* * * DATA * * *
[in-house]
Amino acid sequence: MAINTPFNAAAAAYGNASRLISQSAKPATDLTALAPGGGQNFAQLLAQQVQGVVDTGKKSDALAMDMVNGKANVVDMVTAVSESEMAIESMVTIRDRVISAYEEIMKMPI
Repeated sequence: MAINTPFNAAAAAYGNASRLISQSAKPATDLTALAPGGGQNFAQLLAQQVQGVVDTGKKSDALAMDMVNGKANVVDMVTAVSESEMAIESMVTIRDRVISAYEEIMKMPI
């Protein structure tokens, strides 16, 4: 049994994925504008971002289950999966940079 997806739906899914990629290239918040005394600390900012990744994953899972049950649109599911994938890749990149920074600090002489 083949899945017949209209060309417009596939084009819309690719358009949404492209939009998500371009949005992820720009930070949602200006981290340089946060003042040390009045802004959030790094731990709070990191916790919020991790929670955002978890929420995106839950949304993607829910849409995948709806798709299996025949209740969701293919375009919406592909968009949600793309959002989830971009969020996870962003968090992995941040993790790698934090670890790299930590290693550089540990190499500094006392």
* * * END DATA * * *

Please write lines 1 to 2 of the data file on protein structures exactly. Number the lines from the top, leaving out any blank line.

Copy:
[in-house]
Amino acid sequence: MAINTPFNAAAAAYGNASRLISQSAKPATDLTALAPGGGQNFAQLLAQQVQGVVDTGKKSDALAMDMVNGKANVVDMVTAVSESEMAIESMVTIRDRVISAYEEIMKMPI